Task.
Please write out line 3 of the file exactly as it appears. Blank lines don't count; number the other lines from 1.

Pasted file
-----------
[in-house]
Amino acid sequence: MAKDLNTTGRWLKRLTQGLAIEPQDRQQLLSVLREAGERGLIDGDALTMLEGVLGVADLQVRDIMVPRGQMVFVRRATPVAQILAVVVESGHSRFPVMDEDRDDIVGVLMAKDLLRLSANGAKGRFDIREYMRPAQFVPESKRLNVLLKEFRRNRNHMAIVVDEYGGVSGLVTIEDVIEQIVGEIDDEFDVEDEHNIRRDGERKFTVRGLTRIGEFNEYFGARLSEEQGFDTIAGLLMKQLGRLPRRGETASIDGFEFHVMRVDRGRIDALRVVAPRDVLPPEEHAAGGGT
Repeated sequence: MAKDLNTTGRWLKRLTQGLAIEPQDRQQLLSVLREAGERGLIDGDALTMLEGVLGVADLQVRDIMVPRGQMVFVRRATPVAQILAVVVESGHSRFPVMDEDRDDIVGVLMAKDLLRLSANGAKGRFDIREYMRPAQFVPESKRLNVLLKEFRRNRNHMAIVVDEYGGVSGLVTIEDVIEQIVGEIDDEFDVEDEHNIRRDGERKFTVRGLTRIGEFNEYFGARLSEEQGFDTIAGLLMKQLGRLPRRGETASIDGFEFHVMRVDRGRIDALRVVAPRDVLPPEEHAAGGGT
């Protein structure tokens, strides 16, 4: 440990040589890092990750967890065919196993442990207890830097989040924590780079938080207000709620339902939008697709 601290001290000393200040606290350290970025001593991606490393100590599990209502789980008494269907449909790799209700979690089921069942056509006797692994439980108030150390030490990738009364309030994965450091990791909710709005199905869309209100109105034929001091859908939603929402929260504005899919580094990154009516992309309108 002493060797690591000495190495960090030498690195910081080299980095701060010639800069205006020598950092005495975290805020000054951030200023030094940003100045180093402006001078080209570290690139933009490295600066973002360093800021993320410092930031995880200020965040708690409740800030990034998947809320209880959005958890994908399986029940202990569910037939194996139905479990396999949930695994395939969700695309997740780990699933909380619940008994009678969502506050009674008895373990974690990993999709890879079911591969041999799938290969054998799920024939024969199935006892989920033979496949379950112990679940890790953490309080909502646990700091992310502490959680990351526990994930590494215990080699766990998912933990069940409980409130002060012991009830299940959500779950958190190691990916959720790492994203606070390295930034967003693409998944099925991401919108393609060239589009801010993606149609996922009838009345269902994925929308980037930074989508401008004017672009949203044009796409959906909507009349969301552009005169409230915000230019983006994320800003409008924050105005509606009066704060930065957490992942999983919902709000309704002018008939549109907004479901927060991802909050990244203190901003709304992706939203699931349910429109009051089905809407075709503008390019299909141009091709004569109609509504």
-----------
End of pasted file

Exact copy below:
Repeated sequence: MAKDLNTTGRWLKRLTQGLAIEPQDRQQLLSVLREAGERGLIDGDALTMLEGVLGVADLQVRDIMVPRGQMVFVRRATPVAQILAVVVESGHSRFPVMDEDRDDIVGVLMAKDLLRLSANGAKGRFDIREYMRPAQFVPESKRLNVLLKEFRRNRNHMAIVVDEYGGVSGLVTIEDVIEQIVGEIDDEFDVEDEHNIRRDGERKFTVRGLTRIGEFNEYFGARLSEEQGFDTIAGLLMKQLGRLPRRGETASIDGFEFHVMRVDRGRIDALRVVAPRDVLPPEEHAAGGGT